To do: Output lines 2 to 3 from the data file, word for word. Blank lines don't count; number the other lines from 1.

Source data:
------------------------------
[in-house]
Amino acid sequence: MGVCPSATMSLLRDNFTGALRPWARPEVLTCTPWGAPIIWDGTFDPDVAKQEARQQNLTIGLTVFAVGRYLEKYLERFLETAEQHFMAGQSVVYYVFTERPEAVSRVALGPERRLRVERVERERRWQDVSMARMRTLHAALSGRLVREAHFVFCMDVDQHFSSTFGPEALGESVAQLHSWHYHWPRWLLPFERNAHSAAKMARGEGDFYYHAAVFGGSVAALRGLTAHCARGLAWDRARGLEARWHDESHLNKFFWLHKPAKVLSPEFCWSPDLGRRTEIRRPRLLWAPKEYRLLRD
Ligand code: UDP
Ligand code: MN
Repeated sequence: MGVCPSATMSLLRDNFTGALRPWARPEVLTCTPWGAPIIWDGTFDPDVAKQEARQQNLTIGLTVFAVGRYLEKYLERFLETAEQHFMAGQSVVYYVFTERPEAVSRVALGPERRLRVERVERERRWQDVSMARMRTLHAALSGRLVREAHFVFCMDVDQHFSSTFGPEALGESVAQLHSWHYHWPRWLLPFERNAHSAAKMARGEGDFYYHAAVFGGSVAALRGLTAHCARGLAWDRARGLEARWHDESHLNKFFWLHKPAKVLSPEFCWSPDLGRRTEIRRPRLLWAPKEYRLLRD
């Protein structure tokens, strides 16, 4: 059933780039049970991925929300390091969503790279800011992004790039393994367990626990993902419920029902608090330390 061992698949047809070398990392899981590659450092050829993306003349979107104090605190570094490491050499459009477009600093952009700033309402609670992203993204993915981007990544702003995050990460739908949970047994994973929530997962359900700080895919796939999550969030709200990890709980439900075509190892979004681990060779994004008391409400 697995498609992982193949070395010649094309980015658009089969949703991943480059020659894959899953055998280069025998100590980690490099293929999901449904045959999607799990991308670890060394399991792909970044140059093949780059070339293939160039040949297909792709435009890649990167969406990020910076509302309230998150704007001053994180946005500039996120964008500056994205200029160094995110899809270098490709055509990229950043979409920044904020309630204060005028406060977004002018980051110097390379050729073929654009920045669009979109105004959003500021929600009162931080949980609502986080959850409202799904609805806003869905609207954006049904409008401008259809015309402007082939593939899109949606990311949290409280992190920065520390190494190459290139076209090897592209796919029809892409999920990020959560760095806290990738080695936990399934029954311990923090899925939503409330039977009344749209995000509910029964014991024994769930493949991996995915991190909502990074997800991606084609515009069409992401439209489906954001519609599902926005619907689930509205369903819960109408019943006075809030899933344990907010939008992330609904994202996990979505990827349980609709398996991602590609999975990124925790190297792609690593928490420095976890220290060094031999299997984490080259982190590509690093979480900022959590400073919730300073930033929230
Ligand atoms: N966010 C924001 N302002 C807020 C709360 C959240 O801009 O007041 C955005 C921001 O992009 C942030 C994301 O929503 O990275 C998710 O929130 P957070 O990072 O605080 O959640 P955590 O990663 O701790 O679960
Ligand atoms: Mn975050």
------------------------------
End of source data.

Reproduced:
Amino acid sequence: MGVCPSATMSLLRDNFTGALRPWARPEVLTCTPWGAPIIWDGTFDPDVAKQEARQQNLTIGLTVFAVGRYLEKYLERFLETAEQHFMAGQSVVYYVFTERPEAVSRVALGPERRLRVERVERERRWQDVSMARMRTLHAALSGRLVREAHFVFCMDVDQHFSSTFGPEALGESVAQLHSWHYHWPRWLLPFERNAHSAAKMARGEGDFYYHAAVFGGSVAALRGLTAHCARGLAWDRARGLEARWHDESHLNKFFWLHKPAKVLSPEFCWSPDLGRRTEIRRPRLLWAPKEYRLLRD
Ligand code: UDP